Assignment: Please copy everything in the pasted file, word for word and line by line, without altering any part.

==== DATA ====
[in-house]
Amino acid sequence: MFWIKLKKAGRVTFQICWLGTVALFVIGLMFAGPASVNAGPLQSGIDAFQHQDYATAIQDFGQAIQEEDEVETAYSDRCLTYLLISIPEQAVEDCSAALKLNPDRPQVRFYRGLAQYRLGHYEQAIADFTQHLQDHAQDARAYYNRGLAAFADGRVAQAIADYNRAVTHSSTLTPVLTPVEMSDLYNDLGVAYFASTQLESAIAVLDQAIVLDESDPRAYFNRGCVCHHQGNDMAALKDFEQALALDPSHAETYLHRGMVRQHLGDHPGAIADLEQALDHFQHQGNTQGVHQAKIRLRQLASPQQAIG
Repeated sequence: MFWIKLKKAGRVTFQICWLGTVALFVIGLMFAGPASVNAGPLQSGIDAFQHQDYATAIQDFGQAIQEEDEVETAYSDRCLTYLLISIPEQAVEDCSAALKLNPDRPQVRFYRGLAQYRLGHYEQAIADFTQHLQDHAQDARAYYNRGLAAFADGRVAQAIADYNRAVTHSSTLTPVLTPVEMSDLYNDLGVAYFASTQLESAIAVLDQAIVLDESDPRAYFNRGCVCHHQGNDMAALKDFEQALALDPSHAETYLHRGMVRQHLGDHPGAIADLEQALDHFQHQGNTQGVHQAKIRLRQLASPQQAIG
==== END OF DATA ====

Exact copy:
[in-house]
Amino acid sequence: MFWIKLKKAGRVTFQICWLGTVALFVIGLMFAGPASVNAGPLQSGIDAFQHQDYATAIQDFGQAIQEEDEVETAYSDRCLTYLLISIPEQAVEDCSAALKLNPDRPQVRFYRGLAQYRLGHYEQAIADFTQHLQDHAQDARAYYNRGLAAFADGRVAQAIADYNRAVTHSSTLTPVLTPVEMSDLYNDLGVAYFASTQLESAIAVLDQAIVLDESDPRAYFNRGCVCHHQGNDMAALKDFEQALALDPSHAETYLHRGMVRQHLGDHPGAIADLEQALDHFQHQGNTQGVHQAKIRLRQLASPQQAIG
Repeated sequence: MFWIKLKKAGRVTFQICWLGTVALFVIGLMFAGPASVNAGPLQSGIDAFQHQDYATAIQDFGQAIQEEDEVETAYSDRCLTYLLISIPEQAVEDCSAALKLNPDRPQVRFYRGLAQYRLGHYEQAIADFTQHLQDHAQDARAYYNRGLAAFADGRVAQAIADYNRAVTHSSTLTPVLTPVEMSDLYNDLGVAYFASTQLESAIAVLDQAIVLDESDPRAYFNRGCVCHHQGNDMAALKDFEQALALDPSHAETYLHRGMVRQHLGDHPGAIADLEQALDHFQHQGNTQGVHQAKIRLRQLASPQQAIG